Why Bayh’s goodbye makes Pelosi cry

February 15, 2010

OK, quick recap for those who have been living under a rock (then how did you end up here?!?). Sen. Evan Bayh (D-IN) announced today that he would not seek reelection, basically because he’s sick of Congress (can’t argue with him there). He seemed likely to win reelection, although being a Dem in a red state this year the Reps had a decent shot at picking it up. With his exit, there’s a better road to hitting 50 seats for the Republican party, something that’s not going to make the Dems happy. Even weirder, the deadline for filing signatures to get on the primary ballot is tomorrow, and it appears likely that there will be no one on for the Dems*. Assuming that’s the case**, the Dems will hold a caucus to choose their candidate.

Now, let’s look at this from a Dem’s perspective. This isn’t necessarily a lost cause for them like, say, Arkansas or N Dakota is. After all, the Rep candidate is going to be either a has been (Coats), a guy who can’t campaign (Hostetler), or a nobody (Stutzman). Meanwhile, they’d get to hand pick their candidate. And while some on the Right are claiming that the caucus format would lead to a loony Lefty getting nominated, that’s not really the case. The people doing the nomination will be smart, politically active, motivated folks, and they’ll choose someone who’s at least viable. To the Dem perspective, this is still a winnable seat. And so they will choose a candidate who gives them a good chance to win.
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40 in 2010: IN-09

September 9, 2009

(In order for the Republicans to take back the House in 2010, they need to net 40 seats. It’s a long shot, but it is possible. By my count, there are 74 Dem-held seats that the Republicans have at least an outside chance of winning. That number will change as we get closer to election time, of course. But for now, I’ll be highlighting some of these seats from time to time.)

Indiana 02
Location: All of SE Indiana, including Bloomington, Clarksville, Madison, and Columbus

Incumbent: Baron Hill
Hill’s been in office since 1998, except for the 04-06 session. He’s a Blue Dog, one of the top ones no less. By Blue Dog, though, it appears that he’s socially conservative and economically liberal. Not surprising for a Hoosier. He tends to oppose abortion and gun control. But seeing as 2010 will likely be about spending, well, he might have some problems there. He voted for both the stimulus bill and Cap and Trade. He’s made conflicting remarks regarding his support of the Health Care package, but it looks like he’ll vote for it.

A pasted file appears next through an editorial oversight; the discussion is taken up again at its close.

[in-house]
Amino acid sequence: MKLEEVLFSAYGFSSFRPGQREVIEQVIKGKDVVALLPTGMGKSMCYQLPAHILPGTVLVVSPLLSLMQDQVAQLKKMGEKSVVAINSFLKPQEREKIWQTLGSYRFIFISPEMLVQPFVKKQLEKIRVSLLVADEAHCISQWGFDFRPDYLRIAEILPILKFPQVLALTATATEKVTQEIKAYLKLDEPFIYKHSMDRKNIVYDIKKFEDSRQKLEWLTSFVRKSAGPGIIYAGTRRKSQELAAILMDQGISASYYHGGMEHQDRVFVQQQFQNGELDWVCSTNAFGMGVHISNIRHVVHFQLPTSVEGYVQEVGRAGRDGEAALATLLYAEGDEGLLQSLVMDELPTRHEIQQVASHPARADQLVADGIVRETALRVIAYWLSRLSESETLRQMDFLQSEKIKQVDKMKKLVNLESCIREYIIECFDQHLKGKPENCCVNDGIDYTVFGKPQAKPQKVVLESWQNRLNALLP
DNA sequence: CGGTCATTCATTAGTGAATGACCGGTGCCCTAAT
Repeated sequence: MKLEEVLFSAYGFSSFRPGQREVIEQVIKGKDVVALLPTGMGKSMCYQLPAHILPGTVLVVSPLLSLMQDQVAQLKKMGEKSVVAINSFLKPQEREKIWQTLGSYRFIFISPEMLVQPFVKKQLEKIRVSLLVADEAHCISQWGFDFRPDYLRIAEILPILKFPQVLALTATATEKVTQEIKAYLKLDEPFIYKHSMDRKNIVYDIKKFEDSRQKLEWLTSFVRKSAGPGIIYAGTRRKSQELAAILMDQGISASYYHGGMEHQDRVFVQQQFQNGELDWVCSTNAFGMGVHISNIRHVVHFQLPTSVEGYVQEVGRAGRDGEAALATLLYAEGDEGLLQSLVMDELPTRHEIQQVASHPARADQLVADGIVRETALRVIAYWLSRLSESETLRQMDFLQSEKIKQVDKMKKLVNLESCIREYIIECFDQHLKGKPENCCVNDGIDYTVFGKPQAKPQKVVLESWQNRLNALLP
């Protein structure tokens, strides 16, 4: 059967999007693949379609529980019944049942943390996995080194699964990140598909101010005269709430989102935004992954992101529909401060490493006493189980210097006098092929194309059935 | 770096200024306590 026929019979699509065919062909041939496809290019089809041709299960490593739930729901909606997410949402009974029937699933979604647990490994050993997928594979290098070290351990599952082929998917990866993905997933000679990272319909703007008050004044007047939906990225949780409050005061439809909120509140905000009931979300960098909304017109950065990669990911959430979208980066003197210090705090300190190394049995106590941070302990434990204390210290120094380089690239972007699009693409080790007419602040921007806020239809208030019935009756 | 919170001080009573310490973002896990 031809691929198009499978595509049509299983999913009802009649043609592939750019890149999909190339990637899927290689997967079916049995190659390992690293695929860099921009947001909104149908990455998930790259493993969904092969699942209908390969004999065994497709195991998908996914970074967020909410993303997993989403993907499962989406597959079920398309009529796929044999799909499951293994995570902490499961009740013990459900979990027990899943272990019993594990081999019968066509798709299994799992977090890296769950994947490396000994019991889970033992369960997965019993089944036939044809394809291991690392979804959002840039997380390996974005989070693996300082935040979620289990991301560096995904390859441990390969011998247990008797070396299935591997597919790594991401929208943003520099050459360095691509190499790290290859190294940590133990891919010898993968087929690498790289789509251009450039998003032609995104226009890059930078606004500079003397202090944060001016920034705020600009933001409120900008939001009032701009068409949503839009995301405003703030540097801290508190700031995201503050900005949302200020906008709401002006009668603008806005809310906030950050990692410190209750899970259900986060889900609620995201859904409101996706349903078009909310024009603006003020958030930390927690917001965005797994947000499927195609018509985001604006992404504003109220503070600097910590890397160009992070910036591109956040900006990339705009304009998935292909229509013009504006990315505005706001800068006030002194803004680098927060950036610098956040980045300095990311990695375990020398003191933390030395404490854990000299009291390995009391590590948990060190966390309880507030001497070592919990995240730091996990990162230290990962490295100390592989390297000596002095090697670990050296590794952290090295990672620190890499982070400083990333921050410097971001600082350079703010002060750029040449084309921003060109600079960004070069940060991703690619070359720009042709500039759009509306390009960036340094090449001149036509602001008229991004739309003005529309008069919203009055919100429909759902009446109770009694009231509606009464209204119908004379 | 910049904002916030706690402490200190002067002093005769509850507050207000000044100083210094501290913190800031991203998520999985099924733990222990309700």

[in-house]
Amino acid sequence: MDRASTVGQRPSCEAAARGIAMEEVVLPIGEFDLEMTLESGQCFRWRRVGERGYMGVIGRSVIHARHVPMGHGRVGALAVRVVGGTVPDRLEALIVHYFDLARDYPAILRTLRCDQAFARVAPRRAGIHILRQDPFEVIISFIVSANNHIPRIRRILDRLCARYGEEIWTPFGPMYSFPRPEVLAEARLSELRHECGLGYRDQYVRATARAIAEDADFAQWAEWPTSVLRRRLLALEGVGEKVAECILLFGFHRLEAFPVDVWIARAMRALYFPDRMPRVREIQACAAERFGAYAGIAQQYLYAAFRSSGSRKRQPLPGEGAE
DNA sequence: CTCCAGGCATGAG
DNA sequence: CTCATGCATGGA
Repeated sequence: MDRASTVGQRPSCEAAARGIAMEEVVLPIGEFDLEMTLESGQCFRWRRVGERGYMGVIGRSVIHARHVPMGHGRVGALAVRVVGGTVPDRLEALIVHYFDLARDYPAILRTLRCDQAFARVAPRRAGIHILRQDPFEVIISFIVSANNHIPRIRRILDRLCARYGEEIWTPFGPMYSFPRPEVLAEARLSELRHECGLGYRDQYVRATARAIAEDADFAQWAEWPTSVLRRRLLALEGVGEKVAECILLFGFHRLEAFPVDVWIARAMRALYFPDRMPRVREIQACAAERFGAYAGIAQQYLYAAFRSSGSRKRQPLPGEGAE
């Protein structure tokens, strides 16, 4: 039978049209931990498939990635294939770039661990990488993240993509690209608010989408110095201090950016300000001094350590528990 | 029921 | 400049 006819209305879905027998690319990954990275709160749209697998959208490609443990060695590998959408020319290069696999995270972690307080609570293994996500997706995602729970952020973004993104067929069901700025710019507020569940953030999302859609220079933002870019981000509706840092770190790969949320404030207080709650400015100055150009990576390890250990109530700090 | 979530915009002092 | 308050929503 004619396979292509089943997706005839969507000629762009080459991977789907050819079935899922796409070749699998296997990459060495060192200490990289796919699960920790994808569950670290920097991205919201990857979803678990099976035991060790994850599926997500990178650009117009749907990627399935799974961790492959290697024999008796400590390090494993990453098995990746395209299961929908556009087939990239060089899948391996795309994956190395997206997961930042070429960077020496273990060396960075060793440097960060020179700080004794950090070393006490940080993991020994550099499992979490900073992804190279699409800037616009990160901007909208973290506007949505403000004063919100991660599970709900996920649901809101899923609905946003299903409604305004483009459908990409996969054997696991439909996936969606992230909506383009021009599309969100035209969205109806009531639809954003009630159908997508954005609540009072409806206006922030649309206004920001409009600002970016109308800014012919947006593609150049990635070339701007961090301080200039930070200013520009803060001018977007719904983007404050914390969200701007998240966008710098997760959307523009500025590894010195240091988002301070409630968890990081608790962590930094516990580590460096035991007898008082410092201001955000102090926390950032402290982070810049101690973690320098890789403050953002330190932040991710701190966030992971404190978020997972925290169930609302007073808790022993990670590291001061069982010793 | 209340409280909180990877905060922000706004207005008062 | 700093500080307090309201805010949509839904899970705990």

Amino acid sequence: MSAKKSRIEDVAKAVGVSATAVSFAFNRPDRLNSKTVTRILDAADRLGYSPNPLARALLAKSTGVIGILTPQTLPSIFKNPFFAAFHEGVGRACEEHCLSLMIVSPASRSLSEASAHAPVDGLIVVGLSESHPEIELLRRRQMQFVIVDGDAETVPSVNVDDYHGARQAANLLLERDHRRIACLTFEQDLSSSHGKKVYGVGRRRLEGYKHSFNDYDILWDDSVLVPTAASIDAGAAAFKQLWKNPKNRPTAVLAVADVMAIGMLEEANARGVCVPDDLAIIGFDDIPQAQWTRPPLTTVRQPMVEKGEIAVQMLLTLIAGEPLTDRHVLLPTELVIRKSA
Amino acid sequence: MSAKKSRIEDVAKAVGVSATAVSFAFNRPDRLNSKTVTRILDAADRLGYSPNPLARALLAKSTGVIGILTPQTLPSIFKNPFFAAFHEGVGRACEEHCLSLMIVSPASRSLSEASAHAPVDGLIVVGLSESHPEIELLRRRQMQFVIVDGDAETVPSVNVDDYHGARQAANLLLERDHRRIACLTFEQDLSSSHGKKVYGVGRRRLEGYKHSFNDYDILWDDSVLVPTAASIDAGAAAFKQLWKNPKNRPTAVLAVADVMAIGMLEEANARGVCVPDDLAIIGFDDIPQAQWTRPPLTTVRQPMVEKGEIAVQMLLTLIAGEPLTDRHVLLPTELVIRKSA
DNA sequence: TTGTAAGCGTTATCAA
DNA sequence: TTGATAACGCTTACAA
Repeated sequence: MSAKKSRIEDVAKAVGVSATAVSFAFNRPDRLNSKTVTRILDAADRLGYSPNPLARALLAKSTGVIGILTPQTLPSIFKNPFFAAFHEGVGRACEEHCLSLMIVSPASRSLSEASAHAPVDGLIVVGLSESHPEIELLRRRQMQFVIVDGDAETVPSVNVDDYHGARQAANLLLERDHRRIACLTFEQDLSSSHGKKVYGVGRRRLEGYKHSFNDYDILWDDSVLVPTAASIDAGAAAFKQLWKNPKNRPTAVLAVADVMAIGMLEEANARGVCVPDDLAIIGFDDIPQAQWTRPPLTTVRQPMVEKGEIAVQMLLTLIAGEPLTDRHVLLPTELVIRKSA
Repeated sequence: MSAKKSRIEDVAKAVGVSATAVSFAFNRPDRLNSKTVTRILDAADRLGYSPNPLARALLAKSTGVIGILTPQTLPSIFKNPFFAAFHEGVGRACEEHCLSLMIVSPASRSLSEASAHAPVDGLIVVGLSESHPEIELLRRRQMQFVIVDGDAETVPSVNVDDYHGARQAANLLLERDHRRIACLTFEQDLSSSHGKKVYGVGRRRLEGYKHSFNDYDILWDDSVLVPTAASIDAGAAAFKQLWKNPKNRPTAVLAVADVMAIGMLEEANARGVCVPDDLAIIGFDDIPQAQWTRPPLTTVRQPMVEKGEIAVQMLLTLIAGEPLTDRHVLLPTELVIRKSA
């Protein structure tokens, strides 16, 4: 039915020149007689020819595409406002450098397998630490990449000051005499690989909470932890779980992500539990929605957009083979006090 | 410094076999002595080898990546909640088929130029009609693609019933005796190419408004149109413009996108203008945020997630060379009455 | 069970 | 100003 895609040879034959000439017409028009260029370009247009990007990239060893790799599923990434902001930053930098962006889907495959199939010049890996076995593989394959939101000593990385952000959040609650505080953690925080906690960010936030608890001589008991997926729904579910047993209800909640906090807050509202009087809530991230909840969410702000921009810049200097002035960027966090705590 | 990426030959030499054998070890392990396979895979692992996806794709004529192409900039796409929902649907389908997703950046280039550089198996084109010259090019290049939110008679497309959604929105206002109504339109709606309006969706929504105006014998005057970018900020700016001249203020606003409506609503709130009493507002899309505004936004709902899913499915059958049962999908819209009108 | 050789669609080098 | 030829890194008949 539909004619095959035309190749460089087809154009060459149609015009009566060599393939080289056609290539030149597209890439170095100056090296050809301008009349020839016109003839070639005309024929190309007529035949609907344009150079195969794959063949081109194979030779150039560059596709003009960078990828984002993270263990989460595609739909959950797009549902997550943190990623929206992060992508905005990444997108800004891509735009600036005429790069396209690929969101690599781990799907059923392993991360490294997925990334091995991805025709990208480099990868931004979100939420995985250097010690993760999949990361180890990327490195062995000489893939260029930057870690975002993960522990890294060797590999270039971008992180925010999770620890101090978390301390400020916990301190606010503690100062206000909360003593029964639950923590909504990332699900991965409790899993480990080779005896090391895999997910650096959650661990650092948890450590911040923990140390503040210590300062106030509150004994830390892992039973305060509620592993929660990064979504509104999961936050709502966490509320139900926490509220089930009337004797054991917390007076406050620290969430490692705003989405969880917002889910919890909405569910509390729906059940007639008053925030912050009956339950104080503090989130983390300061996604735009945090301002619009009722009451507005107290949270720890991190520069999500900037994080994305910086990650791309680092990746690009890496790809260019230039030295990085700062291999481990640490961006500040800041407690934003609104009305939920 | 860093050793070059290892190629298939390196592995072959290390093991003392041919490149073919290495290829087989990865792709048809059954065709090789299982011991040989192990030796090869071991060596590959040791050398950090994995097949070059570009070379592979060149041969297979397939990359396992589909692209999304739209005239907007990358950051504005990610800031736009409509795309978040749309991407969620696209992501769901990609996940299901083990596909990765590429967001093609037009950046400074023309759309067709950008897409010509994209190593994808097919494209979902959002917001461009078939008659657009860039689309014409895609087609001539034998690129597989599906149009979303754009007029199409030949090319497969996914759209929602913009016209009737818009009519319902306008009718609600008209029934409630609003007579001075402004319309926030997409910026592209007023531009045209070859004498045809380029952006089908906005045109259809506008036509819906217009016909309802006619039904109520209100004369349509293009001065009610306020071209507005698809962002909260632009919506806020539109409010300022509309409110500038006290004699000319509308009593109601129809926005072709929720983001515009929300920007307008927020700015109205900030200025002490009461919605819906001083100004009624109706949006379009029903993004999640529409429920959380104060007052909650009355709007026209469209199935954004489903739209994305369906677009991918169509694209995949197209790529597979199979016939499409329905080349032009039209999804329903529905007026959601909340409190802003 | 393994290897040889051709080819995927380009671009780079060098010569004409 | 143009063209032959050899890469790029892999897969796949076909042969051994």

He’s also been in the news a bit recently for acting like a, well, Baron. Not only was he one of the Congressmen calling health care opponents “terrorists”, but he actually defended the remark. And, of course, he’s made some news lately with his “I don’t want to end up on Youtube” rant (yeah, that’ll stop them…).

So if the fine voters of IN-09 get some Tea Party, anti-incumbent fever, those sorts of outbursts may come back to haunt him in a year.

Cook Partisan Index: R+6
Cook Race Rating: Likely Dem
CQ Politics Race Rating: Dem Favored
Rothenberg Rating: Limited Risk
(Note that, this far away, all these ratings are geared towards the incubent. Take them with a grain of salt)

Previous election results:
McCain 50, Obama 49
Bush 59, Kerry 40
Hill 58, Sodrel (R) 38 (2008)
Hill 50, Sodrel 46 (2006)
Hill 49, Sodrel 50 (2004)

Confirmed Republican Candidates:
Todd Young
Travis Hankins

Young looks like a pretty solid, conservative candidate. He’s a veteran, lawyer, and NOT a career politician. His website’s a bit light on the issues (not surprising, really), but what’s there is enlightening. Among his major issues are things like Demanding Congress slow down, refusing bailouts, and shrinking the size of bills. In other words, he’s talking about some of the underlying problems instead of just the typical Republican talking points. He’s also been holding his own town hall meetings and (in a nice Take That! moment, putting the entire thing on Youtube) and has a reasonably active website. He’s also already raised $90k so far, which isn’t that bad for a relative unknown.

Hankins also seems to be a reasonable conservative, having appeared at Tea Parties and going through all the Rightwing talking points. He’s a big fan of Mike Pence, which should tell you enough about his priorities. His issues page looks a bit more traditional than Young’s however, although I do like the bit about asking his constituents to yell at him if he ever starts acting like a politician… Like Young, he’s not a politician, and does not appear to be as politically active as him. He has not had as much success in fundraising either ($34k).

Sodrel’s also rumbled about running again, but after winning only once in the past 4 elections, um, I’m thinking it’s time he give it a rest.

Frankly, either one of these two men look like solid conservatives, and so it will come down to which one would be a more effective candidate, both in terms of campaigning and legistlating assuming one of them wins. Young seems to have the upper edge in campaigning at this point (and personally, I think he’d be the better candidate), but you can decide for yourselves.

So how winnable is this seat? Hill’s fundraising has been average so far, and this is a Republican leaning district. His arrogant remarks probably wouldn’t sit well with his constituents, but that depends on how well reported they were. Also, one has to wonder how many of his constituents will realize that Indiana is one of the few states that isn’t in a budget crisis, and the only reason for that is their (Republican) Governer. If the fiscal crisis continues to be the big story in 2010, then someone in the same vein as Mitch Daniels might cause an upset. It’s certainly not at the top of the Republicans’ list, but in a wave election this seat is vulnerable.

Sources:
Wikipedia
Open Congress